Vulvodynia, Low-Oxalate Foods and the IC Diet

Many IC patients also have vulvodynia. Why are low-oxalate foods not included on the “Bladder-Friendly” IC diet list?

Many of the food lists shared between patients over the years included foods which affected people with IC as well as related conditions such as vulvodynia (or vulvadynia). However, the current ICA list of “least to most bothersome foods” is limited to foods and beverages that patients report worsen their IC symptoms. We narrowed the list for multiple reasons:

    • Though many IC patients have IC and vulvodynia, not everyone with IC experiences vulvar pain. Of note, is the growing number of men diagnosed with IC for whom vulvodynia is not a related condition.
    • The honed list allows people with IC to choose from a wider variety of foods. This streamlined version is also preferred by physicians, dietitians and healthcare providers.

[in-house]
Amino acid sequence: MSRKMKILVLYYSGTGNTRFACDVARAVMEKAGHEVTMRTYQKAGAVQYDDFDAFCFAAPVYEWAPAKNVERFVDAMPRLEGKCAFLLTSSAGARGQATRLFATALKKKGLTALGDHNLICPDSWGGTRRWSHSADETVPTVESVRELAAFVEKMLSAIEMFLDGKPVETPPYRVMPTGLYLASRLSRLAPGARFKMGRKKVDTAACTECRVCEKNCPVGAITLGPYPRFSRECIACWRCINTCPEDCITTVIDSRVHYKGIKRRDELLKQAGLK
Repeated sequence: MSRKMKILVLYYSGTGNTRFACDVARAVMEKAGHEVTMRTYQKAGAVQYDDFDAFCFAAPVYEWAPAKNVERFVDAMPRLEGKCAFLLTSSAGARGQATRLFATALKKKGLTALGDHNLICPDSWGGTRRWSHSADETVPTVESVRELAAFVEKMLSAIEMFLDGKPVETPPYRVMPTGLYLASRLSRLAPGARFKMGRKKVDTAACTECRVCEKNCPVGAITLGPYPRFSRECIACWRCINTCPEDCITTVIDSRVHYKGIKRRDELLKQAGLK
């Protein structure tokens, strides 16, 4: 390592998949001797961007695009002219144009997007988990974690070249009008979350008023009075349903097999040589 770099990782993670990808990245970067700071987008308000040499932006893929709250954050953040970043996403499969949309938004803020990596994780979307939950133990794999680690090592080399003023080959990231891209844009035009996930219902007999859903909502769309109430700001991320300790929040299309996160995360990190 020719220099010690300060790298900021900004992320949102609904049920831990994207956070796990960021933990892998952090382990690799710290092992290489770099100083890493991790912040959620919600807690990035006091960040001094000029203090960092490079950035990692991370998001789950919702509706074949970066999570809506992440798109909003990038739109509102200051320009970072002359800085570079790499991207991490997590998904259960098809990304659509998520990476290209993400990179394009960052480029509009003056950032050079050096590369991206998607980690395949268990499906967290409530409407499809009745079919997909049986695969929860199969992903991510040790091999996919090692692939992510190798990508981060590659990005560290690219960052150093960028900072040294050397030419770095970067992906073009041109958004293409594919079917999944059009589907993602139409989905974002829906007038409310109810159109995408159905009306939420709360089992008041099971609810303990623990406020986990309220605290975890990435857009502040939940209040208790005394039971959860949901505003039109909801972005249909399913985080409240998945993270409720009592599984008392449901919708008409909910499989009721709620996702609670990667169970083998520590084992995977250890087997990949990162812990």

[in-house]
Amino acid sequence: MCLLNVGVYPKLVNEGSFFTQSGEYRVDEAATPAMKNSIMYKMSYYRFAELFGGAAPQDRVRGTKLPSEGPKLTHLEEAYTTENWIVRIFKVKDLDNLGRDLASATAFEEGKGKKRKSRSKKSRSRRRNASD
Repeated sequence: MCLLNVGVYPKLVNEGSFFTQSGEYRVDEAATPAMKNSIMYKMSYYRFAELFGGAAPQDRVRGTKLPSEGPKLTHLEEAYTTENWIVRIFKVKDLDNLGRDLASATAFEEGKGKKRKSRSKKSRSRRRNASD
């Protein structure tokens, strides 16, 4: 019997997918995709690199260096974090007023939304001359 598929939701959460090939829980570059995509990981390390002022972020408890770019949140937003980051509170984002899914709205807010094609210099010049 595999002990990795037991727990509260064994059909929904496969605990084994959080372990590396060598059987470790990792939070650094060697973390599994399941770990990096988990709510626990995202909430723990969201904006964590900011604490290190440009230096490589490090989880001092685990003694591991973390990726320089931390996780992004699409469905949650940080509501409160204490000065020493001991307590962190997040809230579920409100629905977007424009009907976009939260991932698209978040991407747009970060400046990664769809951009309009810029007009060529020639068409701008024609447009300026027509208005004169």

• Current research does not support a link between oxalate-rich foods with vulvodynia symptoms. Regardless, as researchers continue to investigate these conditions, your body is the best source of information. For example, up until a few years ago, research did not support the link between diet and IC. It didn’t mean that it wasn’t true; it meant that the research had not been done yet! To help researchers learn more about these links, please share your experience about what foods bother your IC and other health conditions—Help give the researchers clues by posting a note on the IC Facebook Community page.

If your IC is accompanied by other health problems, consider combining dietary recommendations as needed. For example, try eliminating oxalates from your diet to see if it helps to reduce your vulva pain and vulvodynia symptoms. Next, combine those diet changes with the IC food list by crossing out foods that are high (H and VH) and moderately high (M) in oxalates. This gives you a starting point. After time, you can try adding in some of the M foods to see if you react.

The goal is to develop your own, personalized trigger food list. For help with this process, consider talking to a registered dietitian who can help you create individualized meal plans with the healthiest foods possible. Many dietitians, including myself, provide individual counseling over the phone. To find a dietitian who can help you, check out the American Dietetic Association website.

Julie Beyer, MA, RD

Posted August 11, 2010